Is there an updated, not old version of Jan from the Brady Bunch? I don’t know of one, so I’m going to go with it.
Glen Scotia is the Jan of Campbeltown. No, I don’t know if anyone who owns it or works there says “Springbank! Springbank! Springbank!” in a whiney pre-teen way, and I certainly hope they don’t because that would be insane.
No, I mean it’s the one distillery in a town of greats. You have the three great releases from Springbank, all following old methods and being all tasty and fun. Then you have Kilkerran, which is also funded by Springbank, a newcomer that people are very interested in.
Glen Scotia has been around longer, and now seems like the middle child. Astute annoying dorks will point out that maybe, maybe Glen Scotia needs to catch up with the quality standards of their neighbours, or something about meritocracy, however I’d say that’s too simple. A company is beholden to various complex financials and the history of the company.
However we’re in a time where sticking with one distillery is a quick way to no longer having whisky around, or the ability to retire… Wait, I’m a millennial, we can’t retire anyway… I guess… the ability to have avocado? Yeah, that.
So when I can’t get any other Campbeltown due to the current market, I have to ask: Have I missed something from the middle child of this Brady Bunch region?
Today I”m going to try two different Glen Scotia releases: One that was released for the Campbeltown Malts Festival of 2021 (a subset of March 2020 that we’re all stuck in) and one single cask picked out for those wacky drinkers over at Whiskybase.
These should change my mind, if any are going to, right? Let’s see, shall we?
Glen Scotia 10 Campbeltown Malts Festival 2021
Casks Used: First Fill Bourbon, Bordeaux Red Wine Finish
Colour: 7.5YR 6/8
Nose: Raspberry, mint, engine oil, cashew, papaya
Fruity, some nice mint, and industrial oil. So it’s Campbeltown whisky, great.
Let’s stop being a dick farmer and get to the brass tacks: Good nuttiness, and the red wine finish cask is nice. I’m guessing the initial fruit and nuttiness comes from it. Nothing really complex, but water brings out some tropical notes that were nice.
Taste: Maple, ginger, hazelnut, honeydew
Oh, cool. The nose promised to help me move and the taste is drunk at home with their truck. Awesome.
That was a strained way of saying the nose is a lot nicer. The taste seems closer to a Canadian whisky. Which, as a Canadian who drinks whisky, isn’t a compliment. It’s never a compliment.
Finish: Ginger, oil, brine, raisin, anise
Spice, some more of the oil to make up for the overall Canadian whisky vibe, along with more fruit. Yeah, the finish is like your mom apologising to friends for you flashing people at a party.
Unfortunately you’re 20 and not 4, so it hits differently. Not bad, but it’s still just an apology, so it’s missing something.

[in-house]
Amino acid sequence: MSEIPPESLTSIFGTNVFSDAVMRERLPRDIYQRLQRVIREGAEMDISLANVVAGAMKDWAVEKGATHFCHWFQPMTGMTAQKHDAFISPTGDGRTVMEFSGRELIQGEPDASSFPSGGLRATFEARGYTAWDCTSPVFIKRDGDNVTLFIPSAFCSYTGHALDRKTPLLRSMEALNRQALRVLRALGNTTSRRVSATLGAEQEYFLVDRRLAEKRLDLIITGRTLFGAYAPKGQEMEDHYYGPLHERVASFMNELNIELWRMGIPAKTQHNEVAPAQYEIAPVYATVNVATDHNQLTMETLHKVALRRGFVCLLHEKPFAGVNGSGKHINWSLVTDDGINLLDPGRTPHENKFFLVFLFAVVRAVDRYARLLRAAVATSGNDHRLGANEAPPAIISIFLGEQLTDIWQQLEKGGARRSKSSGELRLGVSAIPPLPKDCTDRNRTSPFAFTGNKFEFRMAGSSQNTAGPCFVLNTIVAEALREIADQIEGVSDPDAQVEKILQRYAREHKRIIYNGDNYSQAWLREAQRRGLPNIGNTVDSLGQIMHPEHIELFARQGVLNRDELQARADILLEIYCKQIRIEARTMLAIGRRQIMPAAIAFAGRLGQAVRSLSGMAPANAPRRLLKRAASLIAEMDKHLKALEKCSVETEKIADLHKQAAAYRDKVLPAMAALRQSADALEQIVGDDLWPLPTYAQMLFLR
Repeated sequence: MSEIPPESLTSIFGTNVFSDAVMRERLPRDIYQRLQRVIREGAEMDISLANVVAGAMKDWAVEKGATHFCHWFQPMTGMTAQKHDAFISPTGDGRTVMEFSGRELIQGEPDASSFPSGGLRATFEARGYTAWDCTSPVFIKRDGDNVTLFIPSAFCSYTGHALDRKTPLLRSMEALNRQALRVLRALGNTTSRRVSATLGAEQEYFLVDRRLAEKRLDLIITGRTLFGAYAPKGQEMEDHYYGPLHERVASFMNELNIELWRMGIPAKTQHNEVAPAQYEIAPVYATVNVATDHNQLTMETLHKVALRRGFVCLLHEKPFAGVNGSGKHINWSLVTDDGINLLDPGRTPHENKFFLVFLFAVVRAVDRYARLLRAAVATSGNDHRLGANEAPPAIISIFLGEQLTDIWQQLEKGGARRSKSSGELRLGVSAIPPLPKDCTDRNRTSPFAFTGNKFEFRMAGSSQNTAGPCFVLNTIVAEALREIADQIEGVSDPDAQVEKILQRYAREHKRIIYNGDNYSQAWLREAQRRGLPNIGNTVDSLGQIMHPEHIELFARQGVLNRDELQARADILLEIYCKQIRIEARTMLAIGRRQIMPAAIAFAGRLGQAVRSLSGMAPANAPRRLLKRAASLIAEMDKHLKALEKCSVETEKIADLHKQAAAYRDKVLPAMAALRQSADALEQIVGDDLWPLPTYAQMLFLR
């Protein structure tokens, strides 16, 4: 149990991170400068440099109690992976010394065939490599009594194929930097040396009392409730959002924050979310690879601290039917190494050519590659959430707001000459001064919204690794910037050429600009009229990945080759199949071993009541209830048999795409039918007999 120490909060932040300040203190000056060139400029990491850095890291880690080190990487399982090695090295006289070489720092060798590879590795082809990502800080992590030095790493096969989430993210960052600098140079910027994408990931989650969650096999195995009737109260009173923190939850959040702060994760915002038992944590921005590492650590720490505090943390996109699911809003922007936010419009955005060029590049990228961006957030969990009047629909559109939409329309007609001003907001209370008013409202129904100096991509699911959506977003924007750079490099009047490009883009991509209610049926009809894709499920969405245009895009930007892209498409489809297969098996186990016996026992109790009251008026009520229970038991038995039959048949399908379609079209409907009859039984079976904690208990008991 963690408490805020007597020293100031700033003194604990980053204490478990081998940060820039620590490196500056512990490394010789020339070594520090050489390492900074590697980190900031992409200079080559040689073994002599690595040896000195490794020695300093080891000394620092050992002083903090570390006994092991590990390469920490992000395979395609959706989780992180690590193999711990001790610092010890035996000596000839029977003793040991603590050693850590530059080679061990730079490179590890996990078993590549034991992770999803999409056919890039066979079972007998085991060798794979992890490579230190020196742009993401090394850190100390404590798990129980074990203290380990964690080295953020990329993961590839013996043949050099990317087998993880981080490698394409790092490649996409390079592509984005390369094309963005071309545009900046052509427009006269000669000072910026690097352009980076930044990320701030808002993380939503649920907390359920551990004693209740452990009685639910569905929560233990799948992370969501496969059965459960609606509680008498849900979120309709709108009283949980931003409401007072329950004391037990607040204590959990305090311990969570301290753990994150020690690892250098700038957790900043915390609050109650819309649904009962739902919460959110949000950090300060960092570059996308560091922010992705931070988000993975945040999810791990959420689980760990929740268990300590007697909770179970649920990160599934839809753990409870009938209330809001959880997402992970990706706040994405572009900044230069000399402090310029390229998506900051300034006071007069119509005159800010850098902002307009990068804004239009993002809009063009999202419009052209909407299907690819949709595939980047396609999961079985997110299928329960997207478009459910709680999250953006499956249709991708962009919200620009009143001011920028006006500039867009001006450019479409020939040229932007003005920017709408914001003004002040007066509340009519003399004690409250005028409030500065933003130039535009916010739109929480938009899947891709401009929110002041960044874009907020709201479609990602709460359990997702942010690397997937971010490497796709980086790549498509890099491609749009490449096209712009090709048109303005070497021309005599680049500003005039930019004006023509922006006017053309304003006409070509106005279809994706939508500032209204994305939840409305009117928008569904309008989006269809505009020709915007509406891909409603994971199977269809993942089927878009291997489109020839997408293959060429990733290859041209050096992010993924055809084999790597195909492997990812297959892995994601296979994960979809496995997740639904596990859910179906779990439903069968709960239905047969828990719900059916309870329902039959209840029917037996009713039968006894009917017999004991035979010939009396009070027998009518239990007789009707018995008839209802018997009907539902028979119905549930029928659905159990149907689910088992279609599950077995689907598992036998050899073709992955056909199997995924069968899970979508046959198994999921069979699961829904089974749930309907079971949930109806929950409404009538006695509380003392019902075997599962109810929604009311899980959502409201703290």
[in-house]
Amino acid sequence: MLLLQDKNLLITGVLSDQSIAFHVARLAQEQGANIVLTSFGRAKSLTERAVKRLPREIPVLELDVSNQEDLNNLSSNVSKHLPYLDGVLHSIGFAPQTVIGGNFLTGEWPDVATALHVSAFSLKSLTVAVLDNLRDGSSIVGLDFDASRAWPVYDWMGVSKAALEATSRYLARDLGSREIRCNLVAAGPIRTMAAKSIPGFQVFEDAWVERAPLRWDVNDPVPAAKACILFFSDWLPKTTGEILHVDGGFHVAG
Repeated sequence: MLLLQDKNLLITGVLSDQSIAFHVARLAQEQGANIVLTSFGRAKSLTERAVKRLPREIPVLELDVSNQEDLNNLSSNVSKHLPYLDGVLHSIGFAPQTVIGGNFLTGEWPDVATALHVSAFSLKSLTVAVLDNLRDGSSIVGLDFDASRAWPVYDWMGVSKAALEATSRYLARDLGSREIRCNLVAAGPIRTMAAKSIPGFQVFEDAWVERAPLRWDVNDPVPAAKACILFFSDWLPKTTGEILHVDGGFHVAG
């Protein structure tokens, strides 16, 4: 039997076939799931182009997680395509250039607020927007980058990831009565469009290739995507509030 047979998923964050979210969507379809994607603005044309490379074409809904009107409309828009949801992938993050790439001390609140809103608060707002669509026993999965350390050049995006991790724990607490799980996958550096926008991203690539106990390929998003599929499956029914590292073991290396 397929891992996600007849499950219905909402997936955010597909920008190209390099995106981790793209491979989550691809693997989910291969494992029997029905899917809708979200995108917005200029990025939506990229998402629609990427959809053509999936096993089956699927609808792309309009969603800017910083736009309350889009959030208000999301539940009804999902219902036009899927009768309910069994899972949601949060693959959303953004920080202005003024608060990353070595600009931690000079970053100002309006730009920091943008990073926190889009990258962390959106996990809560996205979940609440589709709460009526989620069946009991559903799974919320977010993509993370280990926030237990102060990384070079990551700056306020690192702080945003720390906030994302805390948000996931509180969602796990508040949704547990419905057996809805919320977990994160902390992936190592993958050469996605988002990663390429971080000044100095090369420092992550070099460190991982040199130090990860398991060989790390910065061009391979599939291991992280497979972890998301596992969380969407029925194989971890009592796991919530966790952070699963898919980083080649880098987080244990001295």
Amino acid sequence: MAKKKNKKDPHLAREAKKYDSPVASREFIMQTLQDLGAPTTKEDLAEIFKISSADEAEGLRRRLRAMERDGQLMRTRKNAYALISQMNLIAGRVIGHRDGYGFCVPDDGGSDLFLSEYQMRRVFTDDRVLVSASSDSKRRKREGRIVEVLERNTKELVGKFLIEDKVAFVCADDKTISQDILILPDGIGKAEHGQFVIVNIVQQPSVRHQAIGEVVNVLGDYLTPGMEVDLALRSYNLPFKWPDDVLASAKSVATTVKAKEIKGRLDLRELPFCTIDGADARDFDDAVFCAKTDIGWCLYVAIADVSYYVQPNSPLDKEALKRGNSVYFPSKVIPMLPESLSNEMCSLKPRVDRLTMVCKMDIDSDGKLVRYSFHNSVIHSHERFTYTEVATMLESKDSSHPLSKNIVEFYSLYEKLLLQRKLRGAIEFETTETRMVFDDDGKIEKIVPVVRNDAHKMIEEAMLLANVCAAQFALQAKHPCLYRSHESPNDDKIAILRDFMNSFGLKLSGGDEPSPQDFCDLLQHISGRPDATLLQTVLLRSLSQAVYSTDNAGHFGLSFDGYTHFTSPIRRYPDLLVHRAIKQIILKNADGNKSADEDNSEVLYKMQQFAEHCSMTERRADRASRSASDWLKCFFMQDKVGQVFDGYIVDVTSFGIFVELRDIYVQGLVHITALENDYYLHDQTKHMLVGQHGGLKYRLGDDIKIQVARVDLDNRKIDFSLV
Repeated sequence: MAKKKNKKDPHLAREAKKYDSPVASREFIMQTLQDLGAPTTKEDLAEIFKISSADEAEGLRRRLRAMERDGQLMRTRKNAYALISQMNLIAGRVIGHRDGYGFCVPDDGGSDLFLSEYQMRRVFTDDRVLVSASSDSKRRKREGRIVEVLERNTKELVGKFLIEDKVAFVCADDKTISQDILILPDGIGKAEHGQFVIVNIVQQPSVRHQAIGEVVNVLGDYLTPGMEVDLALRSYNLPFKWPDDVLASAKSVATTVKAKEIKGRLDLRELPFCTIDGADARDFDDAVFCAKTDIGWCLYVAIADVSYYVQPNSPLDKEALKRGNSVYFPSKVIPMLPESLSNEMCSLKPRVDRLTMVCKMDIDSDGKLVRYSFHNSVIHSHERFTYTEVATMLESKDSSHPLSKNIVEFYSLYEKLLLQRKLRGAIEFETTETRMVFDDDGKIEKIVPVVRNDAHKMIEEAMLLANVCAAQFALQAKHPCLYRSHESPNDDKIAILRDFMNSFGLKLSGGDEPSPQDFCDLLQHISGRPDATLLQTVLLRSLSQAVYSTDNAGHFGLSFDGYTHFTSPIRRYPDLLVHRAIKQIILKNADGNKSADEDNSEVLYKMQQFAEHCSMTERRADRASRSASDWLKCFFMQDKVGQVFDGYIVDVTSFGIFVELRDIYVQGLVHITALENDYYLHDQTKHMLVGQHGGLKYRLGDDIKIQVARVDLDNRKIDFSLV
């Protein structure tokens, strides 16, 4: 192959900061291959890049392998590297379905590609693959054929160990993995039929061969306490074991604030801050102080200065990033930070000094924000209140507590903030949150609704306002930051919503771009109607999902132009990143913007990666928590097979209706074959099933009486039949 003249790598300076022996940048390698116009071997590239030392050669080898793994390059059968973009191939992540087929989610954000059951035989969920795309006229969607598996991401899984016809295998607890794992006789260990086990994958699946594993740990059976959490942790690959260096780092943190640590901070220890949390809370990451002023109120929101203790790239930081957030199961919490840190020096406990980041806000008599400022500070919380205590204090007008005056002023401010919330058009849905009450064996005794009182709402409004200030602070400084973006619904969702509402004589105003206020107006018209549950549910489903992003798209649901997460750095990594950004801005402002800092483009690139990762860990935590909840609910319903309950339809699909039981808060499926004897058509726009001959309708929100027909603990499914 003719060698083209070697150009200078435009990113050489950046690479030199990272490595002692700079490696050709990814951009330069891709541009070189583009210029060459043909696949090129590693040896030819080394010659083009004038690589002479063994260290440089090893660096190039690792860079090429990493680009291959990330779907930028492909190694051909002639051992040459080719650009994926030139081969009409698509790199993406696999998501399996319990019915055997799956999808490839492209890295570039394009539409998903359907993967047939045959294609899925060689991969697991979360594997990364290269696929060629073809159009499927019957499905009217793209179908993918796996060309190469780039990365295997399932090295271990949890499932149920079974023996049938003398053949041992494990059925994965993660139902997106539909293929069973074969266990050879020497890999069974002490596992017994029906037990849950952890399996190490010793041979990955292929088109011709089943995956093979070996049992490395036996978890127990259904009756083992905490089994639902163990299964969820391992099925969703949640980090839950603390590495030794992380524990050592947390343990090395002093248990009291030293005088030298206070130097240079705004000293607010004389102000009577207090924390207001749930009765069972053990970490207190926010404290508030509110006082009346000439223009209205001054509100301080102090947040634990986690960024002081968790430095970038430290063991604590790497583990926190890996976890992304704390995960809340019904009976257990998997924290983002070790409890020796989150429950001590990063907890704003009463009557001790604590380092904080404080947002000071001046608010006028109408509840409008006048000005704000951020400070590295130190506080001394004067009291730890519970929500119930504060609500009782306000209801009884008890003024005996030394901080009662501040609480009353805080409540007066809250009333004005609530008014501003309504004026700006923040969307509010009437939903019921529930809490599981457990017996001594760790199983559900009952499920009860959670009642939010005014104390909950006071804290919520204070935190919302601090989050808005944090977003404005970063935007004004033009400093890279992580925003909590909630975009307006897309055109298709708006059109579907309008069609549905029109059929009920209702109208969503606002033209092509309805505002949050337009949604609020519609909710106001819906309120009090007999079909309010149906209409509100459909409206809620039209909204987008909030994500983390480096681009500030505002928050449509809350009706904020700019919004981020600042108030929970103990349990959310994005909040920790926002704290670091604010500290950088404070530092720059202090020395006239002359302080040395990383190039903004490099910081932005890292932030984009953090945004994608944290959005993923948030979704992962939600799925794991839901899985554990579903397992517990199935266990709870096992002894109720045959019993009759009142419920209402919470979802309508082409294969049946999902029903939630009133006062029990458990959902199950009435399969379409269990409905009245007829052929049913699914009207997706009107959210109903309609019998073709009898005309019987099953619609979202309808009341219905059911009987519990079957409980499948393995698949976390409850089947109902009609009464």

Conclusion: It’s like someone in Campbeltown made a Canadian whisky, but one of the better ones. Which I mean as a compliment and a put down at the same time. A complisult, if you will.
The nose is very nice, if a bit shy, and hints at what they were aiming for. It just only worked a bit on the nose. The obvious question comes up: If you were at the festival, and you decided to buy this, or if you missed it and decided to buy it via either a store or an auction, would you be happy? I’d say not really. It’s a simple whisky that would be fine to have as a daily dram.
It reminds me of the older, high end “traditional” blended whiskies. They always have a great nose and hope you stick to that. Same thing. And cheaper. So that’s nice.
Glen Scotia 19 1999 Single Cask
Thanks to /u/unclebaldric for pouring me this dram.
Price: € 230
Vintage: November 8, 1999
Bottled: April 2019
Cask type: Refill Barrel
Cask number 683
Number of bottles: 168
Bottled for: Members of Whiskybase.com
Colour: 5Y 8/8
Nose: Peach, earth, vanilla custard, red licorice, puff pastry
Without water this starts out with the typical Campbeltown terroir profile: Stone fruit, some sweets, and earth, though no industrial elements. Which for some of you will be a downer, and the other group will watch them with suspicion.
With water it’s closer to a sweet dram, think a dessert dram.
Taste: Lemon, mineral water, orange chocolate, vanilla
Good mixture of acidity, bitterness, and sweet. The taste feels like it was developed to show that off. Which is silly, this is a single cask, and it’s all luck of the draw.
That said, I hate orange and chocolate together, so please note my score will be lower due to this obvious childish bias. Jaffa cakes taste like ass, and not in a good way.
Finish: Red apple, ginger, oak, cinnamon sugar, heather
Finishes like a low calorie apple pie. But a good one? Like someone tried really hard and used a lot of good techniques to show that off and I appreciate it and want them to feel part of the group even though they need to have diet desserts.
Conclusion: Tastes like a diet dessert, but done well. Opens up wonderfully with time/water. It’s definitely something you’d have with dessert. And if you enjoy sweets. You’ll go nuts if you love oranges and chocolate.
It’s certainly unique and worth grabbing if you have the chance. I feel like it was released as a single cask because it’s lost some of the industrial side to things. It wouldn’t have worked with others.
Frankly if I liked orange and chocolate this would have been one of the best Glen Scotia’s I’ve ever had. So I’ll keep trying them. There’s hope out there.
Scotch review #1510-1511, Campbeltown review #81-82, Whisky Network review #2217-2218